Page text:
English Language Arts (Common Core)
The expectations are organized into the strands of Reading, Writing, Speaking/Listening, and Language.
The Reading standards establish a staircase of increasing complexity in what students must be able to read and comprehend in order to meet the demands of college and career level texts.
The Writing standards promote writing throughout the grade levels by fostering the ability to write logical arguments based on substantive claims, sound reasoning, and relevant evidence.
The Speaking and Listening standards require that students be able to gain, evaluate, and present increasingly complex information, ideas, and evidence.
The Language standards include vocabulary and convention standards. Although Language standards are identified in a separate strand, they should not be taught, learned, and implemented in isolation but should be used and developed throughout reading, writing, speaking, and listening.
Math (Common Core)
In Kindergarten, instructional time should focus on two critical areas: (1) representing, relating, and operating on whole numbers, initially with sets of objects; (2) describing shapes and space. More learning time in Kindergarten should be devoted to number than to other topics.
The focus for kindergarten students is on using the five senses to make observations of events in both indoor and outdoor settings that make up their world. The observations that students make provide evidence and data on which to base their scientific explanations.
Students will cover the following topics: similarities and differences in animals, weather, the properties of common objects, use tools and measurements to describe their world.
Students begin a global approach to social studies with a study of themselves, their families and other families around the world. They learn how individuals and families grow and change and compare how they are alike and different. Students approach the understanding of self and family while developing and defining concepts about themselves and the family structure. They acquire the concept that all families worldwide have basic common needs, yet meet these needs in a variety of ways. Goals in kindergarten focus on students developing positive attitudes about themselves, their families and families of diverse cultures.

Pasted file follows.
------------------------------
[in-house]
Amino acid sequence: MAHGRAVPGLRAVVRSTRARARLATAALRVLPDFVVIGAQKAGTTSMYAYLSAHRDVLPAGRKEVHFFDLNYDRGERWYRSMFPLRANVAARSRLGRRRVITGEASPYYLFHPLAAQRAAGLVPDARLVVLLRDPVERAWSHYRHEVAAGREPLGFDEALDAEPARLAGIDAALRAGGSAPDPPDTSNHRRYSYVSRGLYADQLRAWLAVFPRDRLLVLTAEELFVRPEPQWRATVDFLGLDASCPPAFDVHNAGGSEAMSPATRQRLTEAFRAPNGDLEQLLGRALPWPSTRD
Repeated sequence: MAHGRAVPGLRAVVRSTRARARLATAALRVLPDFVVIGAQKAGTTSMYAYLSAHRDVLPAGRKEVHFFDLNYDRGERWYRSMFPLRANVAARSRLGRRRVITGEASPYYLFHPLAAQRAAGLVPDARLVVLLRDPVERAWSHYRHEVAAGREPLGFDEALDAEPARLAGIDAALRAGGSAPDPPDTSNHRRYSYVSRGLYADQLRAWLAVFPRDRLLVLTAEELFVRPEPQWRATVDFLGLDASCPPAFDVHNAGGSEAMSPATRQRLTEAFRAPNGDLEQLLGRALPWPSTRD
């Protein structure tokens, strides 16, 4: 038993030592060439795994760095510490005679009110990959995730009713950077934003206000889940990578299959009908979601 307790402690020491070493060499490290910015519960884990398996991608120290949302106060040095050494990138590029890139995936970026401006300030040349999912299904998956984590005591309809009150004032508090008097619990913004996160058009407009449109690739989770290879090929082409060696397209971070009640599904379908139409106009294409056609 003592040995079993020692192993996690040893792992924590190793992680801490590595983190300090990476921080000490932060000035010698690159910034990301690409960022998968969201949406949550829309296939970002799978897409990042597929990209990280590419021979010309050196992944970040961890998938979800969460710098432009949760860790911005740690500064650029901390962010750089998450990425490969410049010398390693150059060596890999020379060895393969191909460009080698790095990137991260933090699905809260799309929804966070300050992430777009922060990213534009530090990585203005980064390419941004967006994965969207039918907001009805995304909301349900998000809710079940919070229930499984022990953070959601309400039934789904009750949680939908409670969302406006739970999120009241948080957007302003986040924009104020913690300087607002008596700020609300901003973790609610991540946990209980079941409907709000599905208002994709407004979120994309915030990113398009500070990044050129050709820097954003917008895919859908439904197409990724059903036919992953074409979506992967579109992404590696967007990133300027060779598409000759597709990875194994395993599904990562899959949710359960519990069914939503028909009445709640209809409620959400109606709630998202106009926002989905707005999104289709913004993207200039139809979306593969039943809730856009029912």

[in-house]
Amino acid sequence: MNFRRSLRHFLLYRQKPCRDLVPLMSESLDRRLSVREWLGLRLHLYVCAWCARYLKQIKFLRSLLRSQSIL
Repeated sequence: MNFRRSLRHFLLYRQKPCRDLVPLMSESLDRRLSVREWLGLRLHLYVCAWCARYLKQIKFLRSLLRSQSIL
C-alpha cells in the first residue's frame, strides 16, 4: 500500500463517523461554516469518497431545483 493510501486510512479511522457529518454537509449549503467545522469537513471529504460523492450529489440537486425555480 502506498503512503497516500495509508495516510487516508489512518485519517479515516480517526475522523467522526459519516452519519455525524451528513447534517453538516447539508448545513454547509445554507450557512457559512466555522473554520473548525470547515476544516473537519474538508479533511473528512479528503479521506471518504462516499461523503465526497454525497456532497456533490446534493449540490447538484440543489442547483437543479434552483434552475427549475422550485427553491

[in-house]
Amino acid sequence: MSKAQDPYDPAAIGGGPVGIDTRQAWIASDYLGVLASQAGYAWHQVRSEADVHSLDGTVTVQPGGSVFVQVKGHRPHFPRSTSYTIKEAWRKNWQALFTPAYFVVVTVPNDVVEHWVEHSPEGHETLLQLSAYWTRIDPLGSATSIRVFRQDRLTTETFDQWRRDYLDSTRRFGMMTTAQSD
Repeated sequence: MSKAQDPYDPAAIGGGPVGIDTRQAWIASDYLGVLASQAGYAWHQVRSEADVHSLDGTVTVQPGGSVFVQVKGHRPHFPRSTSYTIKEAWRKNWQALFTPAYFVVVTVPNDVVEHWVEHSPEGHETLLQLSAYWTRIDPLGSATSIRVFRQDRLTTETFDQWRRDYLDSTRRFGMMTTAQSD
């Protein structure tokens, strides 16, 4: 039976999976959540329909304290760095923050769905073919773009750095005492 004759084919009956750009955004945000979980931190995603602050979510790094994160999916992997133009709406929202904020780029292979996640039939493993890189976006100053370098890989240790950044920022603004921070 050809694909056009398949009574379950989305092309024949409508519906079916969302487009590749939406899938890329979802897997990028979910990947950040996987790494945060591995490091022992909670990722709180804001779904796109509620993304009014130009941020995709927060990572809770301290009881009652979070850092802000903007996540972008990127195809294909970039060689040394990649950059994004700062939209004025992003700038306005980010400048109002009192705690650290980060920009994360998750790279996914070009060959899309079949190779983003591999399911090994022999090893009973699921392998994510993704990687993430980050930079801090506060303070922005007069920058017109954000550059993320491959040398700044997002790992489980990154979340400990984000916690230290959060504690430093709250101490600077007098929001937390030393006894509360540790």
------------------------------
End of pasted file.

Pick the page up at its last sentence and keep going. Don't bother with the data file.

Students will cover the following topics: parts of the computer and how to operate; keyboard familiarity; grouping and sequencing; respect for the work of others; responsible care of resources; exploring multimedia and observing online resources.
Students will cover the following topics: personal hygiene, personal responsibility, personal safety, recognize categories of My Pyramid and identify healthy food and beverage choices, develop emerging skills of catching, kicking, throwing, and striking, heart rate identification and respectful participation.
Students will cover the following topics: personal experience and/or imagination, exploring a variety of media to develop fine and gross motor skills, learning care and use of tools and equipment, following safety rules, family, five senses, counting, and retelling stories in pictures, learning about a variety of artists and art forms, including architecture and art elements – color, shape and line.
Students will cover the following topics: developing appropriate vocal and instrumental practices, developing beginning skills in improvising and creating music, reading simple rhythmic and melodic notation, developing beginning skills in listening to, analyzing, and evaluating music, developing understanding of music in relation to history, culture, and other content areas and showing respect for the efforts of others.
The Kindergarten program described begins a sequence of instruction leading to the development of communicative proficiency in one language other than English. It lays the foundation for further language study in upcoming grades.
The emphasis at this grade level is on: oral language development with a focus on listening and speaking skills; awareness of other cultures; comparison of language and culture to the students’ own language and culture; connections to the kindergarten curriculum an awareness that the target language is used outside the classroom.
Reading and writing are not addressed. Instead varied and concrete experiences engage students in oral language development within a social setting involving face to face interaction with the teacher. Students communicate through basic words and short memorized phrases within a given context. Frequency and quality of instruction will impact on the students’ ability to meet the stated objectives. Modifications may need to be made for programs meeting minimal periods of time.